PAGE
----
By the way, if the number of known conditional propositions is increased by means of random experiments, then, applying the first and fourth methods for developing inventions, the computer will be able to invent more random inventions than without doing this (i.e. than if the number of known conditional propositions is not increased).

 

 

 

The ninth method for developing inventions consisting in primarily executing experiments that are the most likely to give opportunity to create a certain invention which is needed to be invented

 

Lets suppose that we (i.e. the author of this work and the reader) need to create (i.e. to invent) a new medicinal substance for treating influenza. And if for this purpose we grow apples, pears and plums in zero-gravity, these experiments seem unlikely to solve this inventive problem. And if we intramuscularly administer random (first encountered) substances to animals that are ill with influenza, in this case, these experiments are more likely to solve this inventive problem.

There are many similar examples. Based on the aforesaid and on the analysis of references, I have come to the following conclusions:

1. If a computer which can control robot "Clatu" (so that, controlling robot "Clatu", the computer can execute random and not random experiments) should create a certain invention [(i.e. the computer has to solve a specific inventive problem, lets call this problem the original problem), and if this computer has generated all nodes of the tree for converging the original problem to subproblems, that can be generated by applying the second, third, fifth and sixth methods for developing inventions and by using all known conditional propositions (i.e. using all known information), and if, as a result of this, the computer has failed to solve this original inventive problem], then this computer needs new conditional propositions in order to continue generating new nodes of the tree, and these new conditional propositions can be obtained by executing experiments, and in this case, to solve this original inventive problem (i.e. to invent this original invention), the computer should execute experiments using robot "Clatu" which experiments most likely will allow to invent this invention [i.e., using robot "Clatu" this computer should execute experiments, as a result of which such conditional propositions are most likely to be obtained, that they will give an opportunity to create this original invention by means of generating nodes of the tree for converging this original inventive problem to subproblems (by means of not only these conditional propositions but also the rules mentioned above)] earlier than any other experiments (i.e. the computer should execute first of all such experiments for creating this original invention with the help of robot "Clatu", which seem most likely to produce the opportunity to create this invention) (this is the essence of this method for developing inventions, i.e. the ninth method for developing inventions) (by the way, the computer can use for creating inventions not only robot "Clatu" but also any of the mentioned above robots, each one of which can execute random experiments without human assistance if such a robot is appropriately controlled by the computer).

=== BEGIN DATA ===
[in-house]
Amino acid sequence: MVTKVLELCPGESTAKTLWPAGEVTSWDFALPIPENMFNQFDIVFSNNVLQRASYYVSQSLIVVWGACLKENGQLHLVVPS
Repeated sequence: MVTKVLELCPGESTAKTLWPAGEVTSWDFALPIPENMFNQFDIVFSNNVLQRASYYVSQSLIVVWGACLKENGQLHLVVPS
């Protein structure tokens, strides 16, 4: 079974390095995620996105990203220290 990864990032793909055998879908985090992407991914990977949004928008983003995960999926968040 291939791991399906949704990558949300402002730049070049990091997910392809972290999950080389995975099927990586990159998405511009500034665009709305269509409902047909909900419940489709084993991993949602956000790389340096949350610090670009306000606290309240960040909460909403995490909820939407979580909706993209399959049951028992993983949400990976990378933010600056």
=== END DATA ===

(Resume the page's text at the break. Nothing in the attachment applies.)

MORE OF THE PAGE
2. To the computer memory [i.e. in the memory of the computer that can control robot "Clatu" (so that, controlling robot "Clatu", this computer could execute random and not random experiments)] it should be written the maximum amount of information determining what experiments seem most likely to produce the opportunity for creating inventions. That is, to the computer memory it is necessary to write the maximum possible amount of information which presents first the following (if it is necessary to create a specific invention, then which experiments seem most likely to produce the opportunity to create this invention), then the next: if it is necessary to create some other particular invention, which experiments seem most likely to produce the opportunity to create this invention, etc., i.e. to write to the computer memory such information for the largest possible number of inventions (which should be invented).

And it is necessary that in the computer memory the largest possible amount of such (i.e. this) information has been written. At the same time, it should be taken into account that for creating a particular invention primarily it is necessary to execute such experiments that apparently most likely will allow to create this invention.

Based on the analysis of references, I have come to conclusion that three programmers can easily create such program by means of which, without human assistance, the computer can determine what experiments, apparently, are most likely to give the opportunity to create certain inventions.

 

 

 

The tenth method for developing inventions consisting in generating with the help of hypothetical and non-hypothetical conditional propositions the nodes of the tree and checking (experimentally) the correctness of these hypothetical conditional propositions needed for generating these nodes

 

Such conditional propositions are known each one of which is a thought that is an assumption in relation to an object or a phenomenon, for example: "If there is the following, cosmonauts will be delivered to the surface of the planet Venus, then there will be the following: these cosmonauts apparently will not be able (i.e. on the surface of the Venus) to find intelligent extraterrestrials in two hours".